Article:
Today I want to share some of my go-to resources for learning, growing, and living a fulfilling life. Some of these are grief/loss specific and some are just life in general. 


  1. Healing a Grieving Heart: 100 Practical Ideas by Alan Wolfelt

    This is a series of books (20+ versions) that covers many different types of loss: Healing a Spouse's Grieving Heart, Healing a Sibling's Grieving Heart, Healing an Adult Child's Grieving Heart, Healing a Teen's Grieving Heart, Healing a Friend's Grieving Heart, Healing after Divorce, etc.

    These books are a compilation of compassionate advice and simple activities to help grievers learn to live again. Each idea is presented on a single page so even people in the early days of grief, when the attention span is minimal, can still read it in very short intervals. And for each of the 100 ideas, there's a “Carpe Diem” suggestion with a specific way to implement the idea that very day.

  2. Permission to Mourn: A New Way to Do Grief by Tom Zuba
    This book is non-traditional in that it is written in a kind of long-form poetic style. It's beautiful and deeply touching and uplifting.
    Some of Tom's popular quotes from the book:
    * Grief is not the enemy. Grief can be one of our greatest teachers.
    * It's the stories we tell that determine whether or not we will heal.
    We will always have a relationship with the people we love who have died
  3. The Body Keeps the Score by Bessel van der Kolk, M.D.
    A pioneering researcher transforms our understanding of trauma and offers a bold new paradigm for healing. Trauma is a fact of life. Dr. Bessel van der Kolk has spent over three decades working with survivors.
    * He uses recent scientific advances to show how trauma literally reshapes both body and brain, compromising sufferers’ capacities for pleasure, engagement, self-control, and trust.
    * He explores innovative treatments—from neurofeedback and meditation to sports, drama, and yoga—that offer new paths to recovery by activating the brain’s natural neuroplasticity.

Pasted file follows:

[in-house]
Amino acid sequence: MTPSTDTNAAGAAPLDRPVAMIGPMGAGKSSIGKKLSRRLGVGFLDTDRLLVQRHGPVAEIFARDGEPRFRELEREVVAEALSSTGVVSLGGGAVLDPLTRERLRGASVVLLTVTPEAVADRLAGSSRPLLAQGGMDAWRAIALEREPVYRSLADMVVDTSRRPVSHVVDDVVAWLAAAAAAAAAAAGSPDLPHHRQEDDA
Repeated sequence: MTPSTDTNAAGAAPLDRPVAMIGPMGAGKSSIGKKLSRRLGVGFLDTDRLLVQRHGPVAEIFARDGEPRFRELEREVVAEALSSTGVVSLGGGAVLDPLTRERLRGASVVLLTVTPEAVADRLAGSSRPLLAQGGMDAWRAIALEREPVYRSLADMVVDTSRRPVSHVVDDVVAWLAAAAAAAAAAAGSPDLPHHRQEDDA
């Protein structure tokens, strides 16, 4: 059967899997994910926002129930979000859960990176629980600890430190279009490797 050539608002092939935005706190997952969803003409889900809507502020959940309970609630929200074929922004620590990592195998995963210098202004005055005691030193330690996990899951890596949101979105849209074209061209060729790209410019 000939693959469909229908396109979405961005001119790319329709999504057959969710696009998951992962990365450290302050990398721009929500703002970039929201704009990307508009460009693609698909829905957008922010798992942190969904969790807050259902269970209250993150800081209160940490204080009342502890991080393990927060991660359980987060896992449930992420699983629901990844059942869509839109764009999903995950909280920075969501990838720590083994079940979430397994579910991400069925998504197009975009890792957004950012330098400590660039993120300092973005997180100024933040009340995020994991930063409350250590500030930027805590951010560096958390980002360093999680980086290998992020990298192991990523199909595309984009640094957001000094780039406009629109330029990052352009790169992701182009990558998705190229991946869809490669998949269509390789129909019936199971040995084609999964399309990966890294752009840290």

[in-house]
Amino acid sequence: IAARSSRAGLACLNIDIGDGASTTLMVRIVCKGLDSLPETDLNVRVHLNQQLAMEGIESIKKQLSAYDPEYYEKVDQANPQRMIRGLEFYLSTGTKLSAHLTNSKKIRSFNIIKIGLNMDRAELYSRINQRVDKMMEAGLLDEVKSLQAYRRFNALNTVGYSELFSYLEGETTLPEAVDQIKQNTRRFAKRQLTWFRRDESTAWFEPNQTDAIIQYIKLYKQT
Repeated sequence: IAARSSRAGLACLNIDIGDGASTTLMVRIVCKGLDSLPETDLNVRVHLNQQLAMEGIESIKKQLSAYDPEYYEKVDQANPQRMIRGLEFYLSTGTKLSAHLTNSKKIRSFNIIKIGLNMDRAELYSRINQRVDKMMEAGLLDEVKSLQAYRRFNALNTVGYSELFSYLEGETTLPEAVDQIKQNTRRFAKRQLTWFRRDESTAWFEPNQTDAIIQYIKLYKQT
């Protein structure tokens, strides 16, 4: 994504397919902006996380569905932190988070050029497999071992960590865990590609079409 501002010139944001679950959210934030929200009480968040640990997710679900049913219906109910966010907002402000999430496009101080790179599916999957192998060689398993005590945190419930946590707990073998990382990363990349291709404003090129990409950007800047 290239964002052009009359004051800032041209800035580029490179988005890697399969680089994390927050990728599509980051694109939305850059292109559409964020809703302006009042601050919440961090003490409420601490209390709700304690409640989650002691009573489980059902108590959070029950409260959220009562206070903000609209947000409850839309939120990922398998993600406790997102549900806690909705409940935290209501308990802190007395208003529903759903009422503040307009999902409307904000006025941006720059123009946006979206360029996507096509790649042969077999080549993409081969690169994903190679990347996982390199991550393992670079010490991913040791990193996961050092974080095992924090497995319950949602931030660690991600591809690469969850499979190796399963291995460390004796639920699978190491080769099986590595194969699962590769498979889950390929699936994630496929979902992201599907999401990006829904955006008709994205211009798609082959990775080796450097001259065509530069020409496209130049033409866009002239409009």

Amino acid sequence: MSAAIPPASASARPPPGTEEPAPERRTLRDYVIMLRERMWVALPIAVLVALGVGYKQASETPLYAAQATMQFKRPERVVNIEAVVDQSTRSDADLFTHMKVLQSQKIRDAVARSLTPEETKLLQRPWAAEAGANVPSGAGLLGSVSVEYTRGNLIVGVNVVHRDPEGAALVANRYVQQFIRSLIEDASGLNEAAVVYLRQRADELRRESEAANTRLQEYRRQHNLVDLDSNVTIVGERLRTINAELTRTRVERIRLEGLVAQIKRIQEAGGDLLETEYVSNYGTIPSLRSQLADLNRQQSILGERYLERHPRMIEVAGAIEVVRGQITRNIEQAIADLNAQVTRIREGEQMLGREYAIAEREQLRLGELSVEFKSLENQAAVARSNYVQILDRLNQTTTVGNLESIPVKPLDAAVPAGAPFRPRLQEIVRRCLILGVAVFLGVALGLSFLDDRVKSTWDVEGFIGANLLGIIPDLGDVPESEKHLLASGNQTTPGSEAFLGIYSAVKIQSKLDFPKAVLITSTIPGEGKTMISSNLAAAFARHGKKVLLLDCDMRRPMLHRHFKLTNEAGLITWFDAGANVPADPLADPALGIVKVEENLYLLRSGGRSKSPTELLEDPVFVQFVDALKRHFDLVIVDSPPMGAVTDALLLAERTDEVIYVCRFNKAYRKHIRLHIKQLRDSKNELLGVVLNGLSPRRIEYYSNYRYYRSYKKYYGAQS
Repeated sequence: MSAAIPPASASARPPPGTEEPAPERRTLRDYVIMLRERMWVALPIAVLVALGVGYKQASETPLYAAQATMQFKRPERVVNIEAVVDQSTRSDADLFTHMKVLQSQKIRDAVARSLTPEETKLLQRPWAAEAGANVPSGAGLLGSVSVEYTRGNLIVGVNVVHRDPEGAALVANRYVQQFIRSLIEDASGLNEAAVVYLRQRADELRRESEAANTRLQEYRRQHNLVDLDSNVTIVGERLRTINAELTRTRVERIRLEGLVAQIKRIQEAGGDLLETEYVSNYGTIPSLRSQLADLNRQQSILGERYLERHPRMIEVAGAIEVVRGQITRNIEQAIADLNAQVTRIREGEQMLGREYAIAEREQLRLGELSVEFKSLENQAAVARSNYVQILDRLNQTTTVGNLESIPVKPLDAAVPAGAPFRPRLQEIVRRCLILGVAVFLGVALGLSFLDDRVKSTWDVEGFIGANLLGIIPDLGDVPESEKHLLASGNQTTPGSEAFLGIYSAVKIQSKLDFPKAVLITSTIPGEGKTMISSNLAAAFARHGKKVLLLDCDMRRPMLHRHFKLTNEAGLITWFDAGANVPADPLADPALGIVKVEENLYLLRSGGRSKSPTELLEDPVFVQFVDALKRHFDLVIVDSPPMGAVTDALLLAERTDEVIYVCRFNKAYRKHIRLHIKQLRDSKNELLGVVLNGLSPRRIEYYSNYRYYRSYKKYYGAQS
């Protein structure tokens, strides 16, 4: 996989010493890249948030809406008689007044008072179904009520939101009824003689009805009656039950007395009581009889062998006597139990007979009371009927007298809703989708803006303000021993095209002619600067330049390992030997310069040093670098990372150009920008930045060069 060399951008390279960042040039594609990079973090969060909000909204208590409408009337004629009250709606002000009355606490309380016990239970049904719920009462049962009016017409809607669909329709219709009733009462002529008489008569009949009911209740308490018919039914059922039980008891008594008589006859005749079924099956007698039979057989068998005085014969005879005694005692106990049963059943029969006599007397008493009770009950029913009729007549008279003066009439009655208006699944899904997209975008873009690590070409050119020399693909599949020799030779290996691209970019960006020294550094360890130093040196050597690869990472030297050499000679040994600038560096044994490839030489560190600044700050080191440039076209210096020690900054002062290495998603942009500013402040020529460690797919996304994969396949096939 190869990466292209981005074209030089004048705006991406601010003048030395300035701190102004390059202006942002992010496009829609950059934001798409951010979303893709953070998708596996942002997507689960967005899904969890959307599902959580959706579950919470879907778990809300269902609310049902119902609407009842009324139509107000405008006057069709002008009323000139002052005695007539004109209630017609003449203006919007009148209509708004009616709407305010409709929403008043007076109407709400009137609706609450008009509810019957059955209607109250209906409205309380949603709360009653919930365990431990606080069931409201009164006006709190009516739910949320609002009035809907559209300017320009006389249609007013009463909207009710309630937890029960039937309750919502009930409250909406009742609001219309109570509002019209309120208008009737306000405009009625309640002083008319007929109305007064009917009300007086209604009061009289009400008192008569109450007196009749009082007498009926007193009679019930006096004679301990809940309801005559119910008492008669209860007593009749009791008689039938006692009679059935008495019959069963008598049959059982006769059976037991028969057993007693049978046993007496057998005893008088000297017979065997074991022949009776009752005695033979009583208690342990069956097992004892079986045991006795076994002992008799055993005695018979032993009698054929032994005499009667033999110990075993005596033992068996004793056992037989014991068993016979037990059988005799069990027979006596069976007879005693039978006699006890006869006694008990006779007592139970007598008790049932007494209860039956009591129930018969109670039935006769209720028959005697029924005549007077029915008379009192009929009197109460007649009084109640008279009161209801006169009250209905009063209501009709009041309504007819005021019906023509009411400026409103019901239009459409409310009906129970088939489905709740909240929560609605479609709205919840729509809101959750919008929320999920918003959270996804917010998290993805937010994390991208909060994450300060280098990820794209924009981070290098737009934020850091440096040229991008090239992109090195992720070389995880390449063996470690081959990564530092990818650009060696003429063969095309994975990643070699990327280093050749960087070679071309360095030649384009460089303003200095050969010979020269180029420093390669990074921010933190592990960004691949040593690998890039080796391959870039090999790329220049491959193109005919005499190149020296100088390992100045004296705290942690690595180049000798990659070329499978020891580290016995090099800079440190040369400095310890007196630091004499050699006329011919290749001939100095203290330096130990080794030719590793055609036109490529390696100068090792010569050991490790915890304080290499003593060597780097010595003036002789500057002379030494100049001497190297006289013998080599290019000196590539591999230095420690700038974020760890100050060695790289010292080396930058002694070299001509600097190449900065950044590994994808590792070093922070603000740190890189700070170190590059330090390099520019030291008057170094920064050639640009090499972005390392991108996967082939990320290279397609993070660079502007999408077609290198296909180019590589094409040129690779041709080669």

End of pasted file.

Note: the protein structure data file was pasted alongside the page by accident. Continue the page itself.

* He exposes the tremendous power of our relationships both to hurt and to heal—and offers new hope for reclaiming lives.

  4. Love Does: Discover a Secretly Incredible Life in an Ordinary World
    by Bob Goff. In this book Bob shows you, with examples and stories from his own life, how to -
    * live a fully engaged life
    * how to stop putting things off until “next time” and instead find your place of imagination, whimsy, and wonder today
    * and that God usually chooses ordinary people to get extraordinary things done


Carey Nieuwhof Leadership Podcast : "Helping you live in a way today that will help you thrive tomorrow."

Don't let the word "leadership" in the title throw you. It may be intended for leaders but the content is informative and helpful for everyone.

  • Carey has conversations with authors and thought leaders from around the world.
  • The lineup of guests is impressive and the discussions are engaging and stimulating.
  • Carey's interviews are some of the best I've heard. He's well-prepared and he asks great questions that lead to expansive discussions.
  • I learn something interesting/fascinating/thought-and-action-provoking every time I tune in.


Brene Brown (vulnerability expert) and David Kessler (grief expert) in an amazing interview on Brene's podcast Unlocking Us.

Brene was so blown away by David's ideas--She kept saying, "Wait, wow, that's so good. Say that again."

➡➡Podcast Epiosode


Mel Robbins: Best Selling Author/Life Coach

  • Mel puts out a TON of really good content on Instagram and Youtube.
  • She's got a kick-in-the-pants, no-nonsense communication style and a genuine heart for helping people
  • Her tips are to-the-point and give you a way to take immediate action
  • Her messages run the gamut of topics: relationships, anxiety/depression, career, lifestyle, health and wellness, grief, finances, boundaries, creating good habits, breaking bad habits, .......


Generally speaking I don't find online support groups especially helpful. In fact a lot of the time they are depressing and unhelpful.

Helping Parents Heal is an exception. There are "Shining Light Parents" (parents who are much farther along in their life and loss journey) who actively participate to support and give hope to the new members.

If you're looking for a resource and you didn't find any you like in this list, let me know! I probably have one or more recommendations for you.

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